Teen-Agers Are for Real by S. E. Hinton: An Article About Teenagers Written by a Teenager

In this post I will be discussing an article I found that was published in 1967 and written by The Outsiders author S. E. Hinton entitled, Teen-Agers Are for Real. At the time of writing this article, Hinton was just 19 years old, a year after the publication of The Outsiders. In this article, Hinton (1967) talks about the problems with YA literature that existed during this time, such as the fact that almost all stories are romanticized, unrealistic, “a-horse-and-the-girl-who-loved-it” types of writing. I think this article offers a unique perspective we have not yet seen this year in that the author of the article is actually a teenager herself, and therefore can provide firsthand accounts on claims made.

One claim Hinton makes is that YA books written during this time refused to portray the actual realities facing teens in the ‘60s, such as “the drive-in social jungle . . . the behind-the-scenes-politicking that goes on in big schools . . . the hair-raising accounts of gangs, motorcycle and otherwise . . .” (Hinton, 1967). Instead, authors chose to write about polite romances or wholesome stories where a lesson is learned by the protagonist and likewise, the reader. However, Hinton posits the same notion we have been exploring this entire semester, which is that the realities of young adults need to be represented in their literature in order for them to feel validated and seen. What is a teenager who is involved in gang violence to do with a story about “Mary Jane’s big date with the football hero”? (Hinton, 1967). Writing what adults wish to see in adolescent culture instead of what they actually see is a way to disenfranchise their community’s youth. Additionally, Hinton blames media sources like the newspaper for the way teenagers acted during this time. She compares teenagers reading about their own “experiences” from adult authors to the way a hypochondriac might read about a certain illness and then mysteriously develop symptoms. She says, “Well, you can’t pick up a magazine or a newspaper that doesn’t declare that teenagers are rebellious, over-worked, over-pampered, under-privileged, over-privileged, smart, stupid and sex-crazed. No wonder some develop the symptoms” (Hinton, 1967).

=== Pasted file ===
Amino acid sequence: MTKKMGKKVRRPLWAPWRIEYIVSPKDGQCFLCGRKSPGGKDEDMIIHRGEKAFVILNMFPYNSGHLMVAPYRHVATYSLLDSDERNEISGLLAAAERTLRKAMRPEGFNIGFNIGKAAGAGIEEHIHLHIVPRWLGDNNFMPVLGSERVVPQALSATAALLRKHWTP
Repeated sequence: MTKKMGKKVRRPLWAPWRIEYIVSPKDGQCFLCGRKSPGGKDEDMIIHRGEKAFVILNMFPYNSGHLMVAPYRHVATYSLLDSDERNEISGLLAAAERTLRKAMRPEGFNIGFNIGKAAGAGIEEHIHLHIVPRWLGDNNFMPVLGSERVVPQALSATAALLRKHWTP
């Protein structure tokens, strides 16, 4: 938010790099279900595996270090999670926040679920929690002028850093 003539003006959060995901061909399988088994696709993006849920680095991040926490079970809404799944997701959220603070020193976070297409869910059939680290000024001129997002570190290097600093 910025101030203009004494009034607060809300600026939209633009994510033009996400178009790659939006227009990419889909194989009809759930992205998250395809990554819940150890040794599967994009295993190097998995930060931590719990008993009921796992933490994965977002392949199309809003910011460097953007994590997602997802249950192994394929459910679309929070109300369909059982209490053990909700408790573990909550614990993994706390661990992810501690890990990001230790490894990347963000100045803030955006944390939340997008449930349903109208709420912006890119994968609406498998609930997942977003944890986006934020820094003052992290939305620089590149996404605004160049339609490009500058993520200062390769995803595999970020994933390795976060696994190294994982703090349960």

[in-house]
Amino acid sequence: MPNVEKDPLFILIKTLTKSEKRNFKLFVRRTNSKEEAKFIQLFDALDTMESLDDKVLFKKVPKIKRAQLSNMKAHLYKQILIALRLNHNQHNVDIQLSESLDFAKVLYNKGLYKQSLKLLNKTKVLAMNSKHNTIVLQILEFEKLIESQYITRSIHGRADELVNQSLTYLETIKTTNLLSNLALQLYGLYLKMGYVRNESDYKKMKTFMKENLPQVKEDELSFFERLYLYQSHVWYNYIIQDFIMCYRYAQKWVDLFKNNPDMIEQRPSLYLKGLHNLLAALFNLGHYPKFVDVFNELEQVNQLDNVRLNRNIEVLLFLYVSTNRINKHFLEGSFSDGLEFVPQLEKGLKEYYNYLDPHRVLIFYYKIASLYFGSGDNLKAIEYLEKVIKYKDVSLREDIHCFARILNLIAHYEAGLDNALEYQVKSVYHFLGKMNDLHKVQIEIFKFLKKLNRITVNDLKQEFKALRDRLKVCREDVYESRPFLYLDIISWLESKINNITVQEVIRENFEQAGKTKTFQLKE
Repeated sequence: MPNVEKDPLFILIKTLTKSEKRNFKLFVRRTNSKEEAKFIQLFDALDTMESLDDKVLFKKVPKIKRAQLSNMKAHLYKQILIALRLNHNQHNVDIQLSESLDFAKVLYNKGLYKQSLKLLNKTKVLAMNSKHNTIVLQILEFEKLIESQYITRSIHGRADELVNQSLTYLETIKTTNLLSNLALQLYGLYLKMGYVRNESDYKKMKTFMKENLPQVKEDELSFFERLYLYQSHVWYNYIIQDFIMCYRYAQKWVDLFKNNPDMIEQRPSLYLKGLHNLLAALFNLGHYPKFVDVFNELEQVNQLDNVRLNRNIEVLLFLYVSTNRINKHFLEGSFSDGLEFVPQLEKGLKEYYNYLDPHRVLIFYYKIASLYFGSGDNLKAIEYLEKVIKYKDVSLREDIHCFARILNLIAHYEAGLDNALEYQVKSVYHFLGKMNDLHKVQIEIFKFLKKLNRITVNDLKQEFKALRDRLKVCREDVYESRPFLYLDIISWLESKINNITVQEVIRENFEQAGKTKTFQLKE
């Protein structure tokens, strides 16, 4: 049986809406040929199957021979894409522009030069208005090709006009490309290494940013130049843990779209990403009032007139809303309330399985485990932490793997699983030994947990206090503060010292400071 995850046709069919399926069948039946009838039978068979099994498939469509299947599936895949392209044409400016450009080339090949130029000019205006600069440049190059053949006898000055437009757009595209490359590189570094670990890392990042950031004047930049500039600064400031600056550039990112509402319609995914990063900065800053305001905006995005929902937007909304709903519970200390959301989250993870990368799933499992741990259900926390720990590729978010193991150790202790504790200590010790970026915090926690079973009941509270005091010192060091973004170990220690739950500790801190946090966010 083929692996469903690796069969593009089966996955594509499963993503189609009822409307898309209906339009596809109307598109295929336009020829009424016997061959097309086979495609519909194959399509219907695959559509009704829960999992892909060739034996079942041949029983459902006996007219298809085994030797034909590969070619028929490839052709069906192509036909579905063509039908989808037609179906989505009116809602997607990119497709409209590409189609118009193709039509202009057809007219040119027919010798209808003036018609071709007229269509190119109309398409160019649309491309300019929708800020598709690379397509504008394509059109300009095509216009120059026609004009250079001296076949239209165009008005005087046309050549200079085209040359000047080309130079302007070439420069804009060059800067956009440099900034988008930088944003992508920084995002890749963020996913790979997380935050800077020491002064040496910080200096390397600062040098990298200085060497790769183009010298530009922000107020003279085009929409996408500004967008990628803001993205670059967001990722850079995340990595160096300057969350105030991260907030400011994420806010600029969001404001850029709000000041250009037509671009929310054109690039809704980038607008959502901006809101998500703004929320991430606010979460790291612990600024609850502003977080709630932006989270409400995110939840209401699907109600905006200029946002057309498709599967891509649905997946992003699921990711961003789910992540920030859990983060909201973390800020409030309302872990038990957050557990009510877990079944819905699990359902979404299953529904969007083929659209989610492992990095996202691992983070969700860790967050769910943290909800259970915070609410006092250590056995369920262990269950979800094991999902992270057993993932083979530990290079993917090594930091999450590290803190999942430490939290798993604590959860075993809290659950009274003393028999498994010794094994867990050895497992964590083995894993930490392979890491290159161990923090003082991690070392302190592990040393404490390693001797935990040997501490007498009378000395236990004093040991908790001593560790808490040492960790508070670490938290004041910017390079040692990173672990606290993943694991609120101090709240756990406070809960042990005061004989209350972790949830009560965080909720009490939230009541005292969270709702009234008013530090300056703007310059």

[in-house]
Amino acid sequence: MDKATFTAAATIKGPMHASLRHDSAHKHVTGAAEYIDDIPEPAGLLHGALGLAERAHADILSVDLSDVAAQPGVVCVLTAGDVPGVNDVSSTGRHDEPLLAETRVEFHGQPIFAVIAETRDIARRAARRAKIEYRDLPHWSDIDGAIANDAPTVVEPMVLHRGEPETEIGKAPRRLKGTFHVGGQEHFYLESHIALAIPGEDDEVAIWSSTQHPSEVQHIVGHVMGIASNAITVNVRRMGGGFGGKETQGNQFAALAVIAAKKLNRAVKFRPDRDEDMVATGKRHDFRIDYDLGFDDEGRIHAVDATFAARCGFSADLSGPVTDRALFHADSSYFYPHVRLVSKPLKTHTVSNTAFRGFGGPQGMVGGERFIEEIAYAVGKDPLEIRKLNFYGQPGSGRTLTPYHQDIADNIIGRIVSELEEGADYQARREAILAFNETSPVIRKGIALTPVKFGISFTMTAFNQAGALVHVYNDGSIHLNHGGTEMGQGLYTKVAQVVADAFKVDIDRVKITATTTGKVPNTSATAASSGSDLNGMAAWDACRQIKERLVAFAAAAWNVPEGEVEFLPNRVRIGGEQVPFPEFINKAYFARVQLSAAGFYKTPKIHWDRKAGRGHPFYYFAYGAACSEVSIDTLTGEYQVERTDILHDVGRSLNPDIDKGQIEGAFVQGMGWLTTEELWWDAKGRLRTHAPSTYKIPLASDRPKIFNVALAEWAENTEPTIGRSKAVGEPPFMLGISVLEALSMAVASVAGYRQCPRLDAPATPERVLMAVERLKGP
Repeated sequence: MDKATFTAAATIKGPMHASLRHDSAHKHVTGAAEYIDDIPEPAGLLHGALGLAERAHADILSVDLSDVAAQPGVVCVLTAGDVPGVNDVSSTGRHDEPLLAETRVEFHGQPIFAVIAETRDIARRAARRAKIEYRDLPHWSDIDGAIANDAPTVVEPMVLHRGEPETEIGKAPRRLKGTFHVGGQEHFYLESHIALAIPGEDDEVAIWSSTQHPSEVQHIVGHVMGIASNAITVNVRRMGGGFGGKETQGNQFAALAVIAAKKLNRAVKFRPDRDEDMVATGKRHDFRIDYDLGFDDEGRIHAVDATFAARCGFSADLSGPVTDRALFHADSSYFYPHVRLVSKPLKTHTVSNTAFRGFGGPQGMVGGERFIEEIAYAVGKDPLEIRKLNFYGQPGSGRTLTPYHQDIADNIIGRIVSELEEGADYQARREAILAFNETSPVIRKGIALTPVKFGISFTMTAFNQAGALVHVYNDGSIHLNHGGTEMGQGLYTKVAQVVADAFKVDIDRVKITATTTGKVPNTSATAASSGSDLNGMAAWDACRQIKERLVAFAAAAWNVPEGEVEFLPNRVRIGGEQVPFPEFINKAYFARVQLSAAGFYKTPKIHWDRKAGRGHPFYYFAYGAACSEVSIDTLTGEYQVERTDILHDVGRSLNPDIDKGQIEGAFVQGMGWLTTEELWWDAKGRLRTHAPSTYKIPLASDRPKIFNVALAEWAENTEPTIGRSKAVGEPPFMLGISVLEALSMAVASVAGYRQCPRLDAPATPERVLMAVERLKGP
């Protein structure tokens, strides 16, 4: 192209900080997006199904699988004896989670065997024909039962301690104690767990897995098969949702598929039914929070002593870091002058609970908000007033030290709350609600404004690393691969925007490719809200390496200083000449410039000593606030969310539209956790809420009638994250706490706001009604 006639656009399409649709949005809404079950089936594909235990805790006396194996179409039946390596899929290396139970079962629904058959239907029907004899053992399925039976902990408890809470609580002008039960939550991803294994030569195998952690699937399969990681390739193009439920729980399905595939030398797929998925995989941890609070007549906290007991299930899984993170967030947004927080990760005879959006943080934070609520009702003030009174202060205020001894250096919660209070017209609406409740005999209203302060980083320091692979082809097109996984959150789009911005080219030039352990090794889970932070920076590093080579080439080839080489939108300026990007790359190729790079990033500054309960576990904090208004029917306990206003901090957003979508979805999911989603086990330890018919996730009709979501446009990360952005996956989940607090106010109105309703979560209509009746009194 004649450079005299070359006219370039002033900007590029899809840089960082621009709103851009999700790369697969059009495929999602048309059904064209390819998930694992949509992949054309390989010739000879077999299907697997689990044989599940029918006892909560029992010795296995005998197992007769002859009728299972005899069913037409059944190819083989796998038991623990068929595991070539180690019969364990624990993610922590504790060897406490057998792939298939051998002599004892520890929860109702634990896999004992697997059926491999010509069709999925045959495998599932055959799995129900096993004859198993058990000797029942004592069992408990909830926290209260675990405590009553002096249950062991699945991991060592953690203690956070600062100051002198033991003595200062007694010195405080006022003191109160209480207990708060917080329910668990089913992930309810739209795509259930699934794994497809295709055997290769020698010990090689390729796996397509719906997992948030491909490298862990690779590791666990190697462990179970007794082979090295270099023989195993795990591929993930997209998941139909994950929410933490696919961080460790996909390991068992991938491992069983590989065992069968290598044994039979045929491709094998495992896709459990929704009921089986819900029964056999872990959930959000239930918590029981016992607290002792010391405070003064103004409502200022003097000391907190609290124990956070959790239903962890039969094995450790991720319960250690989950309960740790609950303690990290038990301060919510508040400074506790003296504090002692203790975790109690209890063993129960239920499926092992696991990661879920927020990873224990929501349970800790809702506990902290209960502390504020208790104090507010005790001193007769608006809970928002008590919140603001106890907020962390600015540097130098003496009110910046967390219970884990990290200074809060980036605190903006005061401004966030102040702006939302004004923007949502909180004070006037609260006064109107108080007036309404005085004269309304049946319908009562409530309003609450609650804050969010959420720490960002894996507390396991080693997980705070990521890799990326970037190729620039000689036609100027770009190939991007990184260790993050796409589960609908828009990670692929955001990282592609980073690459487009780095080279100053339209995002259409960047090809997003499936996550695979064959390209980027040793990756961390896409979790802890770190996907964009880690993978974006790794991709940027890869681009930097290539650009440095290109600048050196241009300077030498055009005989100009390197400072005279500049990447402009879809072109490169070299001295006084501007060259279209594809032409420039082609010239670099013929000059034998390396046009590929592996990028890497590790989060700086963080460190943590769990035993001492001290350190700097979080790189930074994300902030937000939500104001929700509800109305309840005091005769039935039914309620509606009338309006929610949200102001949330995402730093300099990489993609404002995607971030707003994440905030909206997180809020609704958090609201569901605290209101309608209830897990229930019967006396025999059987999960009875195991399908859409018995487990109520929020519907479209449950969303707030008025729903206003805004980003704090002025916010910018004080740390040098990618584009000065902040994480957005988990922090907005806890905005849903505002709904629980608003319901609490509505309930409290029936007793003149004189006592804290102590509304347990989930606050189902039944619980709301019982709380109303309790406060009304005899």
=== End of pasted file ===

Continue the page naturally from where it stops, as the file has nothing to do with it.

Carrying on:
Although this article was written over 50 years ago, I think the main points Hinton makes still largely apply today. While we have definitely seen an increase in the diversity of subject matter among YA books, I think it is still safe to say that there are parents and adults out there who wish to see their children reading the very polite and happy books Hinton despises. This is evident in parents challenging certain books we have learned about even this semester, like The Hate U Give. For this reason, it seems that we have made considerable progress while also making almost no progress at all. Books are beginning to become more diverse and more accurately represent the experiences of young adults, but what are we to do with them if adults won’t allow them to be read? Shouldn’t teenagers get to decide what kind of literature validates their experiences instead of the adults who oversee them?


Hinton, S. E. (1967). Teen-Agers Are for Real. New York Times. Retrieved from https://readingyalitcom.files.wordpress.com/2016/09/teenagers-are-for-real-susan-hinton.pdf


2018 International Book Awards Book Suggestions for YA’s